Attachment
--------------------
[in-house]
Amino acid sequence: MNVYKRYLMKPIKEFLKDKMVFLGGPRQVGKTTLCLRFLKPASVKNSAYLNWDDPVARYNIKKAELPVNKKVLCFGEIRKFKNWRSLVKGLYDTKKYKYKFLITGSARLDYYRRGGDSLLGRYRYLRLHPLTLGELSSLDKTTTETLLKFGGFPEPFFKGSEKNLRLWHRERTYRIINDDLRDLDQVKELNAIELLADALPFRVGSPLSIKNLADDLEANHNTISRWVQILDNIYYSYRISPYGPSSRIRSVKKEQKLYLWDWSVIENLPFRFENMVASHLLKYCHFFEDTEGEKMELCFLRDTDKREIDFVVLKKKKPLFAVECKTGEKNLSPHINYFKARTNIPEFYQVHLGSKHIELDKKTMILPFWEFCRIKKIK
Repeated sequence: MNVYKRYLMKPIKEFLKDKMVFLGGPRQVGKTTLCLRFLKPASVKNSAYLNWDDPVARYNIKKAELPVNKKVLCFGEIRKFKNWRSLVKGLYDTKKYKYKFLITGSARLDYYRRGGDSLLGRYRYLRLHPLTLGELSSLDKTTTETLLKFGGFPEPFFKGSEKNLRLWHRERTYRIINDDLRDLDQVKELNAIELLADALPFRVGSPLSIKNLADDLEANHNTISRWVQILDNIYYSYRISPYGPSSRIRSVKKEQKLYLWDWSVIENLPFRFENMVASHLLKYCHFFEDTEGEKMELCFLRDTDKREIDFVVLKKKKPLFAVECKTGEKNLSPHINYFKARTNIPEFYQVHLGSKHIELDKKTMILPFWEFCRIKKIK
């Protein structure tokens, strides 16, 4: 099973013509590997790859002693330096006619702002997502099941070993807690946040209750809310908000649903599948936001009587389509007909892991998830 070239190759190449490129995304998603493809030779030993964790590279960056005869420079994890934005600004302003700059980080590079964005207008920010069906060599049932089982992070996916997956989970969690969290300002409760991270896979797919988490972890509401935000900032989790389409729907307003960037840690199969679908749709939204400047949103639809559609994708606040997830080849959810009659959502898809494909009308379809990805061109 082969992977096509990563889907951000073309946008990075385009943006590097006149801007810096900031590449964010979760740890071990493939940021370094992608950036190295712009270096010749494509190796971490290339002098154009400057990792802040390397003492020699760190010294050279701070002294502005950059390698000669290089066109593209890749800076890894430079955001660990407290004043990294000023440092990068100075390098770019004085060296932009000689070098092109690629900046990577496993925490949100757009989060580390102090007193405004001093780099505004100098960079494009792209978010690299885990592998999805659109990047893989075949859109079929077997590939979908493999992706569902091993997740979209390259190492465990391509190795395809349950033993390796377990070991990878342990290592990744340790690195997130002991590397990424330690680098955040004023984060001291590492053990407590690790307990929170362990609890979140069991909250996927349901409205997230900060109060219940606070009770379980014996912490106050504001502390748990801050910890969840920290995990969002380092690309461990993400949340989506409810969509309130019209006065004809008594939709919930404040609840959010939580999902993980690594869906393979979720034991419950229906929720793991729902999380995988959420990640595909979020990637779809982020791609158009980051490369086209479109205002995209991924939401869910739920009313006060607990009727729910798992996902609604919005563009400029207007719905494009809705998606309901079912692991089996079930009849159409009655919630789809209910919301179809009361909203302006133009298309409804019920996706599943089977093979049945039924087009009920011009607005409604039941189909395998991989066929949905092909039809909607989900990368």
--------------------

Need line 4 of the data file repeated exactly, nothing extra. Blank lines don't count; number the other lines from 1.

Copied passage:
């Protein structure tokens, strides 16, 4: 099973013509590997790859002693330096006619702002997502099941070993807690946040209750809310908000649903599948936001009587389509007909892991998830 070239190759190449490129995304998603493809030779030993964790590279960056005869420079994890934005600004302003700059980080590079964005207008920010069906060599049932089982992070996916997956989970969690969290300002409760991270896979797919988490972890509401935000900032989790389409729907307003960037840690199969679908749709939204400047949103639809559609994708606040997830080849959810009659959502898809494909009308379809990805061109 082969992977096509990563889907951000073309946008990075385009943006590097006149801007810096900031590449964010979760740890071990493939940021370094992608950036190295712009270096010749494509190796971490290339002098154009400057990792802040390397003492020699760190010294050279701070002294502005950059390698000669290089066109593209890749800076890894430079955001660990407290004043990294000023440092990068100075390098770019004085060296932009000689070098092109690629900046990577496993925490949100757009989060580390102090007193405004001093780099505004100098960079494009792209978010690299885990592998999805659109990047893989075949859109079929077997590939979908493999992706569902091993997740979209390259190492465990391509190795395809349950033993390796377990070991990878342990290592990744340790690195997130002991590397990424330690680098955040004023984060001291590492053990407590690790307990929170362990609890979140069991909250996927349901409205997230900060109060219940606070009770379980014996912490106050504001502390748990801050910890969840920290995990969002380092690309461990993400949340989506409810969509309130019209006065004809008594939709919930404040609840959010939580999902993980690594869906393979979720034991419950229906929720793991729902999380995988959420990640595909979020990637779809982020791609158009980051490369086209479109205002995209991924939401869910739920009313006060607990009727729910798992996902609604919005563009400029207007719905494009809705998606309901079912692991089996079930009849159409009655919630789809209910919301179809009361909203302006133009298309409804019920996706599943089977093979049945039924087009009920011009607005409604039941189909395998991989066929949905092909039809909607989900990368």